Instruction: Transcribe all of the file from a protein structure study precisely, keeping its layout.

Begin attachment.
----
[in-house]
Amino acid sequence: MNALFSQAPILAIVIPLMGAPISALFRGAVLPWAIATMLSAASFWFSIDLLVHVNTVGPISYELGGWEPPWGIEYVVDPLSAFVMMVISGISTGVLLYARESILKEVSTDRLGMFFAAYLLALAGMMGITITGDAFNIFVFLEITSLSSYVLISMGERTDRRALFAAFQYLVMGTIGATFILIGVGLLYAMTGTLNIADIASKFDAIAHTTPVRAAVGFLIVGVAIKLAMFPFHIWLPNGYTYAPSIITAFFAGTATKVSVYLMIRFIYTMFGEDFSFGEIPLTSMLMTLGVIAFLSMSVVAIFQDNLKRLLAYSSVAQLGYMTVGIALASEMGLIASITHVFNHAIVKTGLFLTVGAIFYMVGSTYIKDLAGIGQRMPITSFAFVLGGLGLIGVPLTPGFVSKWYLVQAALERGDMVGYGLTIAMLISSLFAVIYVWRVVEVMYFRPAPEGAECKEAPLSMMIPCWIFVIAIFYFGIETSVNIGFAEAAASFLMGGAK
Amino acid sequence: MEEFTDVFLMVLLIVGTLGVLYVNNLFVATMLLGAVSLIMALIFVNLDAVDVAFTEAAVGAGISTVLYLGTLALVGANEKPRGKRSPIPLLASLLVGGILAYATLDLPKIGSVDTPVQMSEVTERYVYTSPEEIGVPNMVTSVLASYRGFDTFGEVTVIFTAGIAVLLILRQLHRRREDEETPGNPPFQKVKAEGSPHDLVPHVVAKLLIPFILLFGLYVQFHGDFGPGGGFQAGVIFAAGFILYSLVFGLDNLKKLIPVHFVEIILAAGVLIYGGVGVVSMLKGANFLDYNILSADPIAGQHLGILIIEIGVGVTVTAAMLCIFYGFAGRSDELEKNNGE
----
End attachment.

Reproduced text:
[in-house]
Amino acid sequence: MNALFSQAPILAIVIPLMGAPISALFRGAVLPWAIATMLSAASFWFSIDLLVHVNTVGPISYELGGWEPPWGIEYVVDPLSAFVMMVISGISTGVLLYARESILKEVSTDRLGMFFAAYLLALAGMMGITITGDAFNIFVFLEITSLSSYVLISMGERTDRRALFAAFQYLVMGTIGATFILIGVGLLYAMTGTLNIADIASKFDAIAHTTPVRAAVGFLIVGVAIKLAMFPFHIWLPNGYTYAPSIITAFFAGTATKVSVYLMIRFIYTMFGEDFSFGEIPLTSMLMTLGVIAFLSMSVVAIFQDNLKRLLAYSSVAQLGYMTVGIALASEMGLIASITHVFNHAIVKTGLFLTVGAIFYMVGSTYIKDLAGIGQRMPITSFAFVLGGLGLIGVPLTPGFVSKWYLVQAALERGDMVGYGLTIAMLISSLFAVIYVWRVVEVMYFRPAPEGAECKEAPLSMMIPCWIFVIAIFYFGIETSVNIGFAEAAASFLMGGAK
Amino acid sequence: MEEFTDVFLMVLLIVGTLGVLYVNNLFVATMLLGAVSLIMALIFVNLDAVDVAFTEAAVGAGISTVLYLGTLALVGANEKPRGKRSPIPLLASLLVGGILAYATLDLPKIGSVDTPVQMSEVTERYVYTSPEEIGVPNMVTSVLASYRGFDTFGEVTVIFTAGIAVLLILRQLHRRREDEETPGNPPFQKVKAEGSPHDLVPHVVAKLLIPFILLFGLYVQFHGDFGPGGGFQAGVIFAAGFILYSLVFGLDNLKKLIPVHFVEIILAAGVLIYGGVGVVSMLKGANFLDYNILSADPIAGQHLGILIIEIGVGVTVTAAMLCIFYGFAGRSDELEKNNGE